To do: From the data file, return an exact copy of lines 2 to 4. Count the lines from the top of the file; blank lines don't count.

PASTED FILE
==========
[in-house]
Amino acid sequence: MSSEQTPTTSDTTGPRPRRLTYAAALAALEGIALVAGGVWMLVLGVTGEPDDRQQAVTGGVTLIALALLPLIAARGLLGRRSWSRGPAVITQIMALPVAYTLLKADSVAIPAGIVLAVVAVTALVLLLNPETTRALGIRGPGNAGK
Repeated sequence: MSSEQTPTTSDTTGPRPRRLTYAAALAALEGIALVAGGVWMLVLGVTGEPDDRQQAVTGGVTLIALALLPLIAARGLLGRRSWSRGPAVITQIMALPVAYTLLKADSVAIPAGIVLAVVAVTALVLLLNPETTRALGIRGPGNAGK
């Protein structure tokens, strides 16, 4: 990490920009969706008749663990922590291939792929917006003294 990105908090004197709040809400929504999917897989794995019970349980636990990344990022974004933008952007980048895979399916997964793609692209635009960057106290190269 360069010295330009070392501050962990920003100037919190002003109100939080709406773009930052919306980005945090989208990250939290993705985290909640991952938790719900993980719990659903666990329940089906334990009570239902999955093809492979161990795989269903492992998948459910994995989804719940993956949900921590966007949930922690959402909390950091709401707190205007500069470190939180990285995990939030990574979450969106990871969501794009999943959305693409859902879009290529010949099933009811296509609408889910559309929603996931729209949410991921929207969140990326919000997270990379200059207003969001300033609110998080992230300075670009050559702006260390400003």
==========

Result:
Amino acid sequence: MSSEQTPTTSDTTGPRPRRLTYAAALAALEGIALVAGGVWMLVLGVTGEPDDRQQAVTGGVTLIALALLPLIAARGLLGRRSWSRGPAVITQIMALPVAYTLLKADSVAIPAGIVLAVVAVTALVLLLNPETTRALGIRGPGNAGK
Repeated sequence: MSSEQTPTTSDTTGPRPRRLTYAAALAALEGIALVAGGVWMLVLGVTGEPDDRQQAVTGGVTLIALALLPLIAARGLLGRRSWSRGPAVITQIMALPVAYTLLKADSVAIPAGIVLAVVAVTALVLLLNPETTRALGIRGPGNAGK
């Protein structure tokens, strides 16, 4: 990490920009969706008749663990922590291939792929917006003294 990105908090004197709040809400929504999917897989794995019970349980636990990344990022974004933008952007980048895979399916997964793609692209635009960057106290190269 360069010295330009070392501050962990920003100037919190002003109100939080709406773009930052919306980005945090989208990250939290993705985290909640991952938790719900993980719990659903666990329940089906334990009570239902999955093809492979161990795989269903492992998948459910994995989804719940993956949900921590966007949930922690959402909390950091709401707190205007500069470190939180990285995990939030990574979450969106990871969501794009999943959305693409859902879009290529010949099933009811296509609408889910559309929603996931729209949410991921929207969140990326919000997270990379200059207003969001300033609110998080992230300075670009050559702006260390400003």